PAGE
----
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Blonde Madness

By Arthur Humbolt

"Blonde Beauty Murdered," blared the headlines. Innocent young girls had been slain? mutilated! Was it the work of some maniac killer—some fiend in human form?

IT was twenty minutes to nine P. M. and Hal Parker had his battered coupe up to its wheezy limit as he batted along the ten mile strip of concrete between Sharpsburg and Marvin. He was already ten minutes late for his regular Wednesday night date with the most glorious blonde in the world, Anita Moss, and dates with Anita were warm, blissful events to remember for days. Marvin was still well over ten minutes away.

A grin twisted Hal's wide, hard-lipped mouth as he pictured the stubborn set of Anita's sweetly curved body, her full, hot lips, and he trod heavier on the gas pedal. He'd been late last week, and the week before that. Anita's be plenty sore; but, heck, a cub reporter on a sheet like the Sharpsburg Star had to stay on the job, or else.

The tanned skin of his square-jawed face wrinkled about the corners of his wide-set brown eyes as he squinted through the headlights streaking over the pavement

What was that up ahead? Looked like—yeah. A down-and-out bum stumbling out of a side road on the right. Probably stewed to the gills and might wander in front of a speeding car.

Unconsciously, Hal's foot eased up on the gas as he neared the swaying figure, then his muscular body stiffened abruptly, his feet tramped the brake. and clutch.

That bum wasn't drunk! He was half-running, half- staggering looking back over his shoulder as if afraid. He was running from something!

Even as Hal looked, the bum struck the edge of the pavement tripped and went sprawling. He pawed frantically to his feet and staggered toward the car. Hal could see that he was a typical Weary-Willie, clad in cast-off clothing.

Brakes squealed as the reporter jammed to a stop beside the man. He kicked open the right hand door of the car.

"What's the matter with??" he started, then stopped, his hands clammy, gripping the wheel, the cold chill of horror racing up his spine.

THE man framed in the open doorway was a blood- smeared human scare-crow. Blood-shot eyes stared wildly from a bony, un-shaven face. There was a streak of dried blood slashed across the narrow forehead. Stringy hair jutted from numerous holes in a battered hat His skinny, rag-clad body jerked spasmodically and ropy saliva drooled from his blubbering lips. His left hand was covered with a sickening mess of blood that reached to the bony wrist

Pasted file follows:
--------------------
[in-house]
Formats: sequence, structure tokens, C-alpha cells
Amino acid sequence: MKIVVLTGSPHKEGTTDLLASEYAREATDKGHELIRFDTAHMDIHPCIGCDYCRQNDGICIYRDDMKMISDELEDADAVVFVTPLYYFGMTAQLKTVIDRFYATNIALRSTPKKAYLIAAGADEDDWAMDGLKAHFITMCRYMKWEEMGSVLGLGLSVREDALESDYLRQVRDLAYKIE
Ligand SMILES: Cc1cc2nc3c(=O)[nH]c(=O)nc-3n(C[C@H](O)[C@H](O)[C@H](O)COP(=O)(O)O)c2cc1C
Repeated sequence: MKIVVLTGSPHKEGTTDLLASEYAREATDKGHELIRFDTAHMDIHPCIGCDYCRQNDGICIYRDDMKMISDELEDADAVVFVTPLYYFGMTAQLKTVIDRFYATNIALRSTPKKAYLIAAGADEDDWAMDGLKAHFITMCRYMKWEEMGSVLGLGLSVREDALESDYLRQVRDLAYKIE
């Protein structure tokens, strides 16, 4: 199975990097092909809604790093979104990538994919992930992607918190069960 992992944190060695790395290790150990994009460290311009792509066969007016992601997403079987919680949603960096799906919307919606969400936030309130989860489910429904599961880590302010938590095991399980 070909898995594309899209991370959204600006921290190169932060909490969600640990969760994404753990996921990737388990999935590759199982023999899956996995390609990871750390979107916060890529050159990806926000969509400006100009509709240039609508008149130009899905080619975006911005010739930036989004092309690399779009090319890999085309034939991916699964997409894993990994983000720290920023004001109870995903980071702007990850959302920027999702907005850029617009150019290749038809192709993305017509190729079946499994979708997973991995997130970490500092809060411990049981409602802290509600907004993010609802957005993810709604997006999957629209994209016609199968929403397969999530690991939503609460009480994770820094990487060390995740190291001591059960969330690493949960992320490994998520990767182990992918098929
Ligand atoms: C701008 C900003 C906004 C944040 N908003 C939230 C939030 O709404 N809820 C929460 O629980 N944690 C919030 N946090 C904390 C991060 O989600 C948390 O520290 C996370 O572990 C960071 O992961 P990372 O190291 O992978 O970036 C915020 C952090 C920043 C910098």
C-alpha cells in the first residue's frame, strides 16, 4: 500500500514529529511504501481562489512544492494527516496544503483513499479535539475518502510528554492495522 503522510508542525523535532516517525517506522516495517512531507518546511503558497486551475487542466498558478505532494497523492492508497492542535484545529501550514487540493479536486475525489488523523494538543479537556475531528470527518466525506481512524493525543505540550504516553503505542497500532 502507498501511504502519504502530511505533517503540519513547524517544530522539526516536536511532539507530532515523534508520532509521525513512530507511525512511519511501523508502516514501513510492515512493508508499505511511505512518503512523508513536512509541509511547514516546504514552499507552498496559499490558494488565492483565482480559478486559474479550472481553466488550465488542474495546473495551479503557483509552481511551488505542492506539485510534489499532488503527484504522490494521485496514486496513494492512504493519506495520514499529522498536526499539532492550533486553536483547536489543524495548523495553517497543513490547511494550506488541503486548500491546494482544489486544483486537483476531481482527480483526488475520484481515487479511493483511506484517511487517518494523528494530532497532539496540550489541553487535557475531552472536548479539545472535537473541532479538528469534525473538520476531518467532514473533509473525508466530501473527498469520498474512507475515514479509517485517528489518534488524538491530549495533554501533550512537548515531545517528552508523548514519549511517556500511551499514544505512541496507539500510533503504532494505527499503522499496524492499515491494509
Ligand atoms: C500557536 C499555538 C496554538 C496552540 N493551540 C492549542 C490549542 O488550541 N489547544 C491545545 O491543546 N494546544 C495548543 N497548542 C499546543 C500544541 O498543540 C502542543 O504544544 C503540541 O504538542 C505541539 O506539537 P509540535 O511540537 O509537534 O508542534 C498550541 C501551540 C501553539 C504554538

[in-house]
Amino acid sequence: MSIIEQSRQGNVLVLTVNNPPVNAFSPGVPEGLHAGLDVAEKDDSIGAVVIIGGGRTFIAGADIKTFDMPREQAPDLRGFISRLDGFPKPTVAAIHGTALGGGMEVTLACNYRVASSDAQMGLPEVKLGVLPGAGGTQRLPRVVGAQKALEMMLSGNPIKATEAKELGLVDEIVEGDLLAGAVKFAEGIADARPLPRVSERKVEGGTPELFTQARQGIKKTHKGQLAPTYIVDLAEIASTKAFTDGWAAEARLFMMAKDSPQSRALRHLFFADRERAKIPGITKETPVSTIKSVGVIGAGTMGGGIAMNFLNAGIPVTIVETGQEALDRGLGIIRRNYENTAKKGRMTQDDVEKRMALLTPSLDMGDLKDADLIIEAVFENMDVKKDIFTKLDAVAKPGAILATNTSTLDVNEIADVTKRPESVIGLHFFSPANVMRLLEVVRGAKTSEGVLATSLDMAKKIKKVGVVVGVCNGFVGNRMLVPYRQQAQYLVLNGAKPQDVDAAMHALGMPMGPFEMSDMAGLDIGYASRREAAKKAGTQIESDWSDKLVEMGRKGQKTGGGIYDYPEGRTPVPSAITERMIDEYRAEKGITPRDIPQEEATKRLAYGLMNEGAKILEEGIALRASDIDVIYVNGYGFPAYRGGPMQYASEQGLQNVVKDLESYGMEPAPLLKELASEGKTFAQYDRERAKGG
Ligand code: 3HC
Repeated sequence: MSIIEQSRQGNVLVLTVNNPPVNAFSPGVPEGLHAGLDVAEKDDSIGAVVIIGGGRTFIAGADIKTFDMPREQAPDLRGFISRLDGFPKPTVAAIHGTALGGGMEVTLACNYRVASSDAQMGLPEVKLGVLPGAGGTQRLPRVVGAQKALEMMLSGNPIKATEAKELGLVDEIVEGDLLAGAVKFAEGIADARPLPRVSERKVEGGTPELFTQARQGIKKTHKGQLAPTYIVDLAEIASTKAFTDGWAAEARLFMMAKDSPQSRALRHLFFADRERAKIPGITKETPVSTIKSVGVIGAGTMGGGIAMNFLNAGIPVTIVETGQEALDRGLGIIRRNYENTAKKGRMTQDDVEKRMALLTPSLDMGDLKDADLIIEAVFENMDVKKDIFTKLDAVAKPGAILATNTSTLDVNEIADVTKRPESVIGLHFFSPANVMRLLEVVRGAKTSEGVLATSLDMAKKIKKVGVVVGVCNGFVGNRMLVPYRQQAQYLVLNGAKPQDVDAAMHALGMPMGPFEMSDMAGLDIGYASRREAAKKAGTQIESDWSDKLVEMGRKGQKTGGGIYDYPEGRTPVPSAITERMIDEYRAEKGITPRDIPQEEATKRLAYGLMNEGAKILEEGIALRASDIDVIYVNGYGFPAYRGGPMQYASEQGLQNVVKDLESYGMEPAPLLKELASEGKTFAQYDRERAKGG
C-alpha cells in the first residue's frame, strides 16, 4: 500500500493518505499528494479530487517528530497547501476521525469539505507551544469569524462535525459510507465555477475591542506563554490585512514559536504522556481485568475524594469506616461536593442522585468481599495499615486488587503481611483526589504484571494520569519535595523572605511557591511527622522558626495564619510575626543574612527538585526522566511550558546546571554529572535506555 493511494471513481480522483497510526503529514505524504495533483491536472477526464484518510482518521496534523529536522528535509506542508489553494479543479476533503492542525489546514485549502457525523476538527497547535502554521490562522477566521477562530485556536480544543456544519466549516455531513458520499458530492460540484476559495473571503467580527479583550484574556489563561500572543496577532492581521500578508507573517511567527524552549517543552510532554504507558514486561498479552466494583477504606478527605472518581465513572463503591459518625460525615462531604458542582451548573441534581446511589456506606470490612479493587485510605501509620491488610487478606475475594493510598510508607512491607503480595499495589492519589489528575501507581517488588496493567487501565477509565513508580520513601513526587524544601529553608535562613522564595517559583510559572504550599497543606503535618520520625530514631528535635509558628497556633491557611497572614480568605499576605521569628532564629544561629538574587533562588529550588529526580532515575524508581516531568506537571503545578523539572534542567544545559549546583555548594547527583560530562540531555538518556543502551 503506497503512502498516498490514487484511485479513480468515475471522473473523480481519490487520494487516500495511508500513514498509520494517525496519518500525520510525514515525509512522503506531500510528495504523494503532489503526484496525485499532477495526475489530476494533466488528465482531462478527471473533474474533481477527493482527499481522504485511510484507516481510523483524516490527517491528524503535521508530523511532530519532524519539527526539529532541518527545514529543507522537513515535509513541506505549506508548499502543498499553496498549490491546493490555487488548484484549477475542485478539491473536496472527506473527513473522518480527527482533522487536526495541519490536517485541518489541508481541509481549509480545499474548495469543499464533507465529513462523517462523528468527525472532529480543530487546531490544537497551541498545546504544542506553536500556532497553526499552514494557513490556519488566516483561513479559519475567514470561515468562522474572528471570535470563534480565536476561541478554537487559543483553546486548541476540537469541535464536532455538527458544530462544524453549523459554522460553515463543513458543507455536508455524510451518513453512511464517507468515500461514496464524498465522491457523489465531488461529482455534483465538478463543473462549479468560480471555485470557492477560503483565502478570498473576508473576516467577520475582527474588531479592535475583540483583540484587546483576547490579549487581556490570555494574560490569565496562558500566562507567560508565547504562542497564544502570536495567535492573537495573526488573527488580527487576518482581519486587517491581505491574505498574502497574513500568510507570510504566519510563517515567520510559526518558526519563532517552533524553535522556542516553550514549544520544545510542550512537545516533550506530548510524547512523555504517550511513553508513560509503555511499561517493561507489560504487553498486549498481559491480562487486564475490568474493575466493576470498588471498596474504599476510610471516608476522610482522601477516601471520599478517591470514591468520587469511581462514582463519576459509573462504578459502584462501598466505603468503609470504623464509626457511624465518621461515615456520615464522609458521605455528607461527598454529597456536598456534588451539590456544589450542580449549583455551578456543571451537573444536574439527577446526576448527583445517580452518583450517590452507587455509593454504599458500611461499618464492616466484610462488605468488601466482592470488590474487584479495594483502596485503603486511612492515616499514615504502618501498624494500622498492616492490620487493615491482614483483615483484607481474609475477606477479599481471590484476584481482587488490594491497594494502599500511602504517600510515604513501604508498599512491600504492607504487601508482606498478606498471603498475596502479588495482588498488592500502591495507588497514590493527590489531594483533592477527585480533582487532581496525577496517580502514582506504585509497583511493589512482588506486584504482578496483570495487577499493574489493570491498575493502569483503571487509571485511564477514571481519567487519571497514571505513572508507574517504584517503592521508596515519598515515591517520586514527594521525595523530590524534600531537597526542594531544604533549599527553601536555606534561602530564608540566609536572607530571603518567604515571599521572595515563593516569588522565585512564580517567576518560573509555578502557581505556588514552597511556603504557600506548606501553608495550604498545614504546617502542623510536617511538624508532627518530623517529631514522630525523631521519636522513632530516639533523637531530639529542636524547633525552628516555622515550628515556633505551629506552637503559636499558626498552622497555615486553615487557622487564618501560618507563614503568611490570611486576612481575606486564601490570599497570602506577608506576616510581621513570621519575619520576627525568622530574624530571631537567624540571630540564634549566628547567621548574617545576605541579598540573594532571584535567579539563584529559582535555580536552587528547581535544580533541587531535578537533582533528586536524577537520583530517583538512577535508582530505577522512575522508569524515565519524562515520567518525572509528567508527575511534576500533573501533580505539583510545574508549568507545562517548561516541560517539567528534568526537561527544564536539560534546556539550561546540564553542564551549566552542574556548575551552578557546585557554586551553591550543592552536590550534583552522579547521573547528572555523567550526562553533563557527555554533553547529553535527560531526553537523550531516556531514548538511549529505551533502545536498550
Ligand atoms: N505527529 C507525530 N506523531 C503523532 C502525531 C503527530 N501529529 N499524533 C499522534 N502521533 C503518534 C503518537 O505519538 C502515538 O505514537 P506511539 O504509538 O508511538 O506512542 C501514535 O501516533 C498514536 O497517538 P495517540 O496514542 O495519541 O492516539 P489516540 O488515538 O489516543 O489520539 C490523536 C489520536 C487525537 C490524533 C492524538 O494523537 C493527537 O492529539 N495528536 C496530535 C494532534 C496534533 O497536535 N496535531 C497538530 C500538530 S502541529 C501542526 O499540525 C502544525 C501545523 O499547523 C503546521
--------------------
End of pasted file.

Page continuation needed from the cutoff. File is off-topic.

"God, Mister!" he croaked, pawing at the open door to keep his grotosque body erect. "She ain't got no arms! I tell you, she ain't got no arms!"

Hal felt the hair on his neck stir. He'd seen that face before—staring from a warning poster at the Sharpsburg Police Headquarters. The words of the warning bit like fire into his brain. The bum was a mad fiend wanted for the brutal assault of at least three young women!

And the reporter was without a weapon. He wetted his dry lips.

"Who hasn't any arms?" he asked, keeping his voice steady with an effort. "Where?"

The bum looked fearfully over his shoulder at the dark side road and pushed closer to the reporter. Hal caught the rank odor of unwashed clothing and flesh, pushed back under the wheel and lighted a cigarette blowing the smoke out through his nostrils.

"D—down, that there side road, Mister," whimpered the bum. "I was comin' out to the highway to t'umb a ride, an' it was dark an,' I couldn't see nothin'. I tripped over somethin', an' I struck a match to see what it was, an' it was a dame, Mister! A little blonde dame! She aint got no clothes on, an' she ain't got no arms!"

"Yeah?" the reporter queried through the smoke cloud about his head. Humor the man, kid him along and try to get him back to Sharpsburg. "Climb on the running-board, buddy," he invited. "We'll run up that side road, take a look at your armless nightmare, then roll on to Sharpsburg." The bum started to protest. "Get on!" urged Hal "I'm in a hurry!"

TWO hundred feet down the dark side road and Hal felt cold sweat bead out over his body. The bright shaft of his headlights had picked up the white figure of a naked woman lying in the dust of the road some distance ahead. He jammed in the clutch and coasted up within twenty feet, then stopped. The bum dropped off the running-board and stood motionless, whimpering. The reporter got out and stalked forward, momentarily forgetting about the bum.



He stopped within five feet of the figure, the pulse starting to pound in his ears. He gulped twice, then went on, walking stiffly, mechanically, the numbing ice of horror crawling in his veins.

It was a girl of about twenty, stark naked. She lay on her back, her milky, tapering legs pointing straight toward the wide ditch at the side of the road. Her soft abdomen dipped slightly between well-formed hips, and her garnet-tipped breasts, slack in death, sagged to either side of her chest.

Her strangely bloodless lips were parted, half-baring tiny white teeth, as though she were about to scream. Long, shimmering hair coiled like fine spun gold in the inch-deep dust of the road, and her eyes, framed by long- lashed lids and fine pencilled brows, stared wildly from a white face from which ghastly terror could not erase the wistful beauty.

Hal didn't know her.

He stood beside the body, wild thoughts screaming in his brain, and every muscle taut to the point of quivering. The close-hovering darkness seemed to gibber mad threats as he looked at the girl's shoulders.

Raw, clotted wounds contrasted horribly with the white skin of her throat and shoulders. The crimson fluid had soaked into the dust on each side of her body and showed as dark, sullen blotches against her soft flesh. There was, however, not as much blood as one would expect The reporter ground his teeth. Both of the girl's arms were gone, slashed off at the shoulders!